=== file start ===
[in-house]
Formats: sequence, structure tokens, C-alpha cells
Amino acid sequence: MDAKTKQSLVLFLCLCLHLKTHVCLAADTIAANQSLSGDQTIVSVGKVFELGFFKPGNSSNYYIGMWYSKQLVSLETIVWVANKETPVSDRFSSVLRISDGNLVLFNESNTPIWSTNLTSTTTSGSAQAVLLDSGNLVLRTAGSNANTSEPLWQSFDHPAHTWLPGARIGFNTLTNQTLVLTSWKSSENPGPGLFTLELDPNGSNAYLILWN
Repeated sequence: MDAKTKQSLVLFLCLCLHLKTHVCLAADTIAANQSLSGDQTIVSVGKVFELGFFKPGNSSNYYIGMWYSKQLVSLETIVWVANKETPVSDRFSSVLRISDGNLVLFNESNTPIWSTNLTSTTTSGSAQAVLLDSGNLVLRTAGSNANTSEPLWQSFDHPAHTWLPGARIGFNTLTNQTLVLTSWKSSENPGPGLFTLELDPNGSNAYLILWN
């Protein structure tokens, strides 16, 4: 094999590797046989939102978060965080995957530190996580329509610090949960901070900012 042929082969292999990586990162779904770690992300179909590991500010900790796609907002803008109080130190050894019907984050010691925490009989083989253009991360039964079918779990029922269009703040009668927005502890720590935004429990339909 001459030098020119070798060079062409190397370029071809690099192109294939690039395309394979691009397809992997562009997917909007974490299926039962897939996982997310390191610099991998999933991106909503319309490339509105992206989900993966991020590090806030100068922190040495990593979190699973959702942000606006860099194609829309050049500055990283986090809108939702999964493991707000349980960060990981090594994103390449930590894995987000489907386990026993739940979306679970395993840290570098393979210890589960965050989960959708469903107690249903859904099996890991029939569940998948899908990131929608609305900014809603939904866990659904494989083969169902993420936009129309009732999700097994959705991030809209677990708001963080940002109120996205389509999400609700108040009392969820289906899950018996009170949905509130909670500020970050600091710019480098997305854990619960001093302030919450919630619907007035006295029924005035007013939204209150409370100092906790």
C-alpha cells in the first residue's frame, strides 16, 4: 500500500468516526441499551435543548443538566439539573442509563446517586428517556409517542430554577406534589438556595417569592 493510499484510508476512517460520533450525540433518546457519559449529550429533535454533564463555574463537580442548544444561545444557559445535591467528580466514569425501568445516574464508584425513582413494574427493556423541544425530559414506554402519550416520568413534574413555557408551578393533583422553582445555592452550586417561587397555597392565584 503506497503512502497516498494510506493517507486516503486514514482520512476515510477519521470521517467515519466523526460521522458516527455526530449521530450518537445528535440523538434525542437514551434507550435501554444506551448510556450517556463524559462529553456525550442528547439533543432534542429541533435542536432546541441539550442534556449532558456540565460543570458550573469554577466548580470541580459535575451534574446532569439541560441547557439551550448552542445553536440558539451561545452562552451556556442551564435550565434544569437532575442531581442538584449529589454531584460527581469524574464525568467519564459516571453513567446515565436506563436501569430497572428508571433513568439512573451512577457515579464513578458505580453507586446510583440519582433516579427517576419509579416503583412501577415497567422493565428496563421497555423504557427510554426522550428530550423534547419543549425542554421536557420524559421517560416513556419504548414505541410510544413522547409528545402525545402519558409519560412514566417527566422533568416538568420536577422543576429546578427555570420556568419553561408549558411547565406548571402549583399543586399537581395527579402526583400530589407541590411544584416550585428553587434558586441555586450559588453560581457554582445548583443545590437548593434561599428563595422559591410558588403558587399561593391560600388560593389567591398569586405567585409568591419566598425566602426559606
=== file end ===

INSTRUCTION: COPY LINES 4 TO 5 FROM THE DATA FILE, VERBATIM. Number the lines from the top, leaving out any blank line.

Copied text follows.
Repeated sequence: MDAKTKQSLVLFLCLCLHLKTHVCLAADTIAANQSLSGDQTIVSVGKVFELGFFKPGNSSNYYIGMWYSKQLVSLETIVWVANKETPVSDRFSSVLRISDGNLVLFNESNTPIWSTNLTSTTTSGSAQAVLLDSGNLVLRTAGSNANTSEPLWQSFDHPAHTWLPGARIGFNTLTNQTLVLTSWKSSENPGPGLFTLELDPNGSNAYLILWN
């Protein structure tokens, strides 16, 4: 094999590797046989939102978060965080995957530190996580329509610090949960901070900012 042929082969292999990586990162779904770690992300179909590991500010900790796609907002803008109080130190050894019907984050010691925490009989083989253009991360039964079918779990029922269009703040009668927005502890720590935004429990339909 001459030098020119070798060079062409190397370029071809690099192109294939690039395309394979691009397809992997562009997917909007974490299926039962897939996982997310390191610099991998999933991106909503319309490339509105992206989900993966991020590090806030100068922190040495990593979190699973959702942000606006860099194609829309050049500055990283986090809108939702999964493991707000349980960060990981090594994103390449930590894995987000489907386990026993739940979306679970395993840290570098393979210890589960965050989960959708469903107690249903859904099996890991029939569940998948899908990131929608609305900014809603939904866990659904494989083969169902993420936009129309009732999700097994959705991030809209677990708001963080940002109120996205389509999400609700108040009392969820289906899950018996009170949905509130909670500020970050600091710019480098997305854990619960001093302030919450919630619907007035006295029924005035007013939204209150409370100092906790």